We saw a lot of the old guard there. Old friends and new friends. Courtney showed up with her friends. The Korean dancer who had helped me win the bottle of Absolut at the last party showed up with a date of hers, a Korean who grew up in L.A. named Danny (cool guy, BTW).

As the evening progressed and in hindsight, I would prefer Magic Castle go back to their previous party concept. The door prizes were won through raffles, not through dancing contests and such. They spent big money on a small number of prizes, too.

Lars won one of them — a large bottle of Jack Daniels. He shared it with everyone at the bar. I myself didn’t drink much.

We spent the wee hours of the morning at a table outside a convenience store, downing instant noodles and warming against a crisp autumn night.

During my classes, I had noticed more surreal and entertaining English from my students. Usually, it’s by means of the Engrish on the clothing they wear. One student had a shirt that looked like it was from the Levi’s newspaper (if they ever had one). Its big headline was “Love Begins by the All-African Coffee Machine.”

In the very same class, I taught a lesson on English names for types of facial hair. I drew a face on the board and gradually added hair to the face. When I got to the mustache, I asked, “What is this?”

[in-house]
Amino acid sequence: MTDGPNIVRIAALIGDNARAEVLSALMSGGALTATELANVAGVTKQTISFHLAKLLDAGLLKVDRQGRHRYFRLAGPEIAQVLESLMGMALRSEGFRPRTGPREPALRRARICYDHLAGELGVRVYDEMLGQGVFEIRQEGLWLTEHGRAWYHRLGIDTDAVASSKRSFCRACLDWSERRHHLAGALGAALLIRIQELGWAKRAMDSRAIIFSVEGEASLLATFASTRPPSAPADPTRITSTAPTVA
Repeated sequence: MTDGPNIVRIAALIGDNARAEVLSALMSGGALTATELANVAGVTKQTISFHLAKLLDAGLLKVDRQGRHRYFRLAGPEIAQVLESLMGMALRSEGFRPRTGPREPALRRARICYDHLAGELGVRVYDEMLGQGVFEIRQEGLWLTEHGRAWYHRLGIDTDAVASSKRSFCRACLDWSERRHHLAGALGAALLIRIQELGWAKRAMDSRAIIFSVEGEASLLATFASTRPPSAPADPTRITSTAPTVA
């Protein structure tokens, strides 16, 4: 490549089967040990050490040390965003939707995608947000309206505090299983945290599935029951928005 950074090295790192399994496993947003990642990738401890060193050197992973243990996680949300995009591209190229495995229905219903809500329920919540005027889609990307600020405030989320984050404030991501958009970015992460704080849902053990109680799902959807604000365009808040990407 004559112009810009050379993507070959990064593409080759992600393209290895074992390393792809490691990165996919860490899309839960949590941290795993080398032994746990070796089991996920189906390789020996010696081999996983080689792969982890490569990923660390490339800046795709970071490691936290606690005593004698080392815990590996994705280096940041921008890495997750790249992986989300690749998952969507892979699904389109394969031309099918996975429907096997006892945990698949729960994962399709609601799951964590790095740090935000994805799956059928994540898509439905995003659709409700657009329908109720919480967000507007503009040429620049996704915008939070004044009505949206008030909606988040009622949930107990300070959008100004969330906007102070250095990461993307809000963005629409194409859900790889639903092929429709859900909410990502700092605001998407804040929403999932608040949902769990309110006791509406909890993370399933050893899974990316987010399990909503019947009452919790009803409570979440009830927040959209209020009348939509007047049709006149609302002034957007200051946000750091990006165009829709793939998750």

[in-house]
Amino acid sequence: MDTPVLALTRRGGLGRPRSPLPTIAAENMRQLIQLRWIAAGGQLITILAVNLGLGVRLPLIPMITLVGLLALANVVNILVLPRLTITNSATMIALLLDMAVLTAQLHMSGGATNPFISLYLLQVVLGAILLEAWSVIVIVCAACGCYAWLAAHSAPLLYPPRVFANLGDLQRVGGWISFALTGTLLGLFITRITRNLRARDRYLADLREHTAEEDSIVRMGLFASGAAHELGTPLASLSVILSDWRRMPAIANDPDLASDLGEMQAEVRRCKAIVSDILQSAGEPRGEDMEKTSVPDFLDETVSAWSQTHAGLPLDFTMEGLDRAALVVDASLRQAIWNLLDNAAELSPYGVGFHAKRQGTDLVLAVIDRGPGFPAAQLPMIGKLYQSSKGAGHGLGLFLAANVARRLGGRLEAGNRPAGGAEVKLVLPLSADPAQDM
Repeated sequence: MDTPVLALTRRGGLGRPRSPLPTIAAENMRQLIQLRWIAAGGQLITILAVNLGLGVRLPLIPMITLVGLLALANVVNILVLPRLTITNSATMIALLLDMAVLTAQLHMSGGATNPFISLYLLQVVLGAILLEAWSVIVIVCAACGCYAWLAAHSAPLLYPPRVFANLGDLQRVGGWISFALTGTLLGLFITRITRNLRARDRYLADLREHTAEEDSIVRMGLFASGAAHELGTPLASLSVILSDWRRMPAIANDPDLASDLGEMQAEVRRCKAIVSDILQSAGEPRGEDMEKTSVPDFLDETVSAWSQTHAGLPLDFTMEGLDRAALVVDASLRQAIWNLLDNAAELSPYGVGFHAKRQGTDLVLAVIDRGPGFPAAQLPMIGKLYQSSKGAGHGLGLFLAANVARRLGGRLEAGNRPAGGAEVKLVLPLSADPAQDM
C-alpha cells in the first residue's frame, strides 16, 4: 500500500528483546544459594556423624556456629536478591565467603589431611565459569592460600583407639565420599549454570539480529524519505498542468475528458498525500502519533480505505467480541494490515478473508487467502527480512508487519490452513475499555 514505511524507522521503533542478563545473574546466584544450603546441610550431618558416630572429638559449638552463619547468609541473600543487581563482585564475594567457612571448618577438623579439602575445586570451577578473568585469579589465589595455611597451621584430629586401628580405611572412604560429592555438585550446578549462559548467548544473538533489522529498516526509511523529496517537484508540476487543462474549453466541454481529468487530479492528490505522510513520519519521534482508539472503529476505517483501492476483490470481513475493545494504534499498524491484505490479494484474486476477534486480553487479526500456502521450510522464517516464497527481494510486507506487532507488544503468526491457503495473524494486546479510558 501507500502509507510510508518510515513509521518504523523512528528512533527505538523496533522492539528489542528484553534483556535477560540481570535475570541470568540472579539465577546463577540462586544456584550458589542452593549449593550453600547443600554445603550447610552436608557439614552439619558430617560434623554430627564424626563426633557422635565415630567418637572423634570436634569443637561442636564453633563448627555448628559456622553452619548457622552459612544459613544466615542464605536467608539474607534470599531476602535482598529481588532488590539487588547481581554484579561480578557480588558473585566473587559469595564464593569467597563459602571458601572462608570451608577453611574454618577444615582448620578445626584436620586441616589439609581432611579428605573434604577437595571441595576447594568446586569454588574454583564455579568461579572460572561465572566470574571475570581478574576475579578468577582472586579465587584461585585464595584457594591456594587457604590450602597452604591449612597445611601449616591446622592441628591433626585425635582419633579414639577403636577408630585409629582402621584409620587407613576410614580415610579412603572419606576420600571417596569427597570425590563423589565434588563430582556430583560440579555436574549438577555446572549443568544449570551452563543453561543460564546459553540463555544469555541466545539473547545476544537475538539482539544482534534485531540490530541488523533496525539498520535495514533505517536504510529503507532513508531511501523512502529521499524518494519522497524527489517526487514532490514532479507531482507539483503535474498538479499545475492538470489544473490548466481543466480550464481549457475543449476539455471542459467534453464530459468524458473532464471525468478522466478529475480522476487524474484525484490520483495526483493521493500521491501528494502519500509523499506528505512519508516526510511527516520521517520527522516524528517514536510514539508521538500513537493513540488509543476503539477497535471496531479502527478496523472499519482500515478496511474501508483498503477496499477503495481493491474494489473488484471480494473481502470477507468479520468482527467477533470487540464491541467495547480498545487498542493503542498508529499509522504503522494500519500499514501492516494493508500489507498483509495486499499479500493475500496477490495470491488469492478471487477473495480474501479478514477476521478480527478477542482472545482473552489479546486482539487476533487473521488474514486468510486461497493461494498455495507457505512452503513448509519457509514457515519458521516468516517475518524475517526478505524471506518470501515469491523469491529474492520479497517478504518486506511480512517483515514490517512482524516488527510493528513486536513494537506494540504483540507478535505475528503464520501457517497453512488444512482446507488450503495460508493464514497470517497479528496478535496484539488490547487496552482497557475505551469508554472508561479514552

One student said, “The nosebrow.”

I had to sit down, I was laughing so hard. The whole class was laughing, including the student who had said it. It was so clever and made so much sense.

Pepero day was on Friday, the 11th. I have a thing about it in the Food Journal.

Injoo’s birthday was also that Thursday. For his birthday, we went to Oido for Jogae Kui. Oido is a little harbor town west of Ansan on the Yellow Sea. Jogae Kui, if anyone has been following, is my FAVORITE FOOD IN THE WORLD!!! It’s shellfish grilled at the table.

We were driven there by a girl Injoo was interested in dating. By seeing the way she snuggled with him after dinner, I think the feeling was mutual. That was good because I have never known Injoo with a girlfriend.

All of this stuff that has been going on, Halloween in particular, has ceased or slowed down. I’m kinda lost on what to do now. I’m so used to doing a million projects. I guess it’s a good thing that the U.S. is in November sweeps. But then again, Fox made the stupid move of axing “Arrested Development” and “Kitchen Confidential” for re-runs of the schlock “Oz” rip-off “Prison Break” drama.